Here’s what the state budget means for education funding

  • The New Hampshire State Senate started the legislative season at Representative Hall in the State House on May 13, 2021. Wrapped in the budget bill they voted on is several education-related proposals. Monitor file

Monitor staff
Published: 6/23/2021 3:43:25 PM

Funding for education looms large in every state budget discussion, and this year New Hampshire’s is no exception.

If passed, the proposed $13.5 billion, two-year spending budget will have some indelible marks on the state’s schools and education system

Among the provision in the budget are a sweeping plan for school vouchers, a change to the calculation of education funding, a reduction in statewide education property tax and a gag rule on teaching ‘divisive concepts.’

The budget is expected to be voted on in the House and Senate Thursday. Here’s a look at how it could impact education:

School voucher program

Just before passing the budget, the New Hampshire Senate’s finance committee voted to add a school voucher program amendment that would allow New Hampshire families to use per-pupil state funding to attend private school or homeschool. These “education freedom accounts,” which have been widely debated in New Hampshire for years, mean that if a child leaves a public school, the adequacy aid money – about $4,500 – follows the child to their chosen private or home school. There was no debate when House lawmakers agreed to the Senate’s addition Monday.

Republican legislators who support school vouchers say they give low-income New Hampshire families more choices for their children’s education, as the money could help pay private school tuition some families wouldn’t otherwise be able to afford.

Opponents say school vouchers hurt public schools by taking away key funding they need to support their students. An ongoing lawsuit waged by the Contoocook Valley School District and 15 others argues that $4,500 per pupil is too little for an adequate education in the first place, and the amount should be closer to $10,000 for public schools to be successful.

Bow-Dunbarton superintendent Dean Cascadden said he is “very very” concerned about the impact of the school voucher program on public school districts like his own.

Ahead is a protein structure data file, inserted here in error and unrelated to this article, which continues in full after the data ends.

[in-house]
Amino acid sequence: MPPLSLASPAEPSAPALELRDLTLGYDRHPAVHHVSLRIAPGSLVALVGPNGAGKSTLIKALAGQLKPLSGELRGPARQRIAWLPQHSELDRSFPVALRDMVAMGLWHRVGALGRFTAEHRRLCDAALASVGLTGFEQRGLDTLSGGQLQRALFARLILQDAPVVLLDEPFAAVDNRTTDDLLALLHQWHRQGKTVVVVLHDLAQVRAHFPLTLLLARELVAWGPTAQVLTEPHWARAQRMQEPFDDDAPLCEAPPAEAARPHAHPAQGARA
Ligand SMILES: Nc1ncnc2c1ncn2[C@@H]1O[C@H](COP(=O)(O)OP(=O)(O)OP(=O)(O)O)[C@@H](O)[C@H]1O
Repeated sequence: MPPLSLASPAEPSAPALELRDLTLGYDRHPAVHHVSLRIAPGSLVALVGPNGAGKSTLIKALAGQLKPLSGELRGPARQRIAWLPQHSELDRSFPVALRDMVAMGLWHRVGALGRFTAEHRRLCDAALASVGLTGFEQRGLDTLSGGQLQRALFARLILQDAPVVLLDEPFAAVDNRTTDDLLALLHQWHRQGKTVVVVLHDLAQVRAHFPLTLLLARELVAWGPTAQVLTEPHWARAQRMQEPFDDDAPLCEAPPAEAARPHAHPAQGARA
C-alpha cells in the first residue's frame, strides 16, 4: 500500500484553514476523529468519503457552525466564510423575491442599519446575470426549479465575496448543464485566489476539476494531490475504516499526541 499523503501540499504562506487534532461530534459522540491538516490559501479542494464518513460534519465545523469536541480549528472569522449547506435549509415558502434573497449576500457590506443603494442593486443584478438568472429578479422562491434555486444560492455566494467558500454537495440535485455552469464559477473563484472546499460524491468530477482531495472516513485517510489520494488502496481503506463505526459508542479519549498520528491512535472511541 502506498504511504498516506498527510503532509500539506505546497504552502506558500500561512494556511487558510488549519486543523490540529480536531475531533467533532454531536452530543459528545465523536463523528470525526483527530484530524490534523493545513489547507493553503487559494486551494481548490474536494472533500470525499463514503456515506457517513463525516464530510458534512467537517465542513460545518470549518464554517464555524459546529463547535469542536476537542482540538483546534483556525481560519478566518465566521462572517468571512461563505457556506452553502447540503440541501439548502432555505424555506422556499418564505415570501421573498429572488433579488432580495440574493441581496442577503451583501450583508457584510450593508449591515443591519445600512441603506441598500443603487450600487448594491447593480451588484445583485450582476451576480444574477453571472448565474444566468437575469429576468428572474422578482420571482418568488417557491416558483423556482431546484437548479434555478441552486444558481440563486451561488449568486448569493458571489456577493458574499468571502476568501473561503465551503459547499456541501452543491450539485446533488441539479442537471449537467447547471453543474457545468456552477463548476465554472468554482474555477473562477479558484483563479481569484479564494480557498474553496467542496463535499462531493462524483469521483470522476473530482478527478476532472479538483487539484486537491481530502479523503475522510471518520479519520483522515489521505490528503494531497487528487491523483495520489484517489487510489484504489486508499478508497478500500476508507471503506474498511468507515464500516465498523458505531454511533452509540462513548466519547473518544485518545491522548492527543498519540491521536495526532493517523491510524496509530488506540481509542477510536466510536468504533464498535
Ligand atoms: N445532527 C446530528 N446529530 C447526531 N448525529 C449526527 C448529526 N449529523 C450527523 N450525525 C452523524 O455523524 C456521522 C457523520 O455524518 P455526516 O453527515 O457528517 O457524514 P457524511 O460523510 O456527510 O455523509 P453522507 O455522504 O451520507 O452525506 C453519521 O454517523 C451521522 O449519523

“I am concerned about the money going to an individual student instead of going through a public school, supervised by an elected school board,” Cascadden said. “It’s a very concerning piece of legislation and having no ability to comment on it because it’s tucked into the budget bill doesn’t seem right.”

Changes to funding formula may provide relief

Another budget amendment promises to offer some financial relief to public schools that saw an enrollment drop due to COVID-19, by changing the formula for calculating state aid.

New Hampshire public schools saw a 5% decrease in student enrollment last fall as parents opted to switch their children to private or home school due to the pandemic. Since per-pupil “adequacy aid” is calculated based on enrollment numbers from the year before, 2020 numbers could cause school districts to lose millions of dollars, even if the students end up returning in the fall.

The solution added as an amendment to the state budget, requires the NH Department of Education to compare a district’s average daily membership numbers from both the 2019-20 and 2020-21 school years, and use the larger number to calculate differential aid for school year 2021-22.

The amendment also includes $17.5 million in additional aid for schools as part of the funding formula, calculated based on percentage of students who qualify for Free & Reduced Lunch.

“This solidifies that our districts that saw a decrease in average daily membership because of the pandemic will be held harmless in their payment for fiscal year 2022,” said Sen. Erin Hennessey, a Lebanon Republican, during Senate deliberations May 26. “I am very excited to include the $17.5 million per year for our schools who are struggling the most.”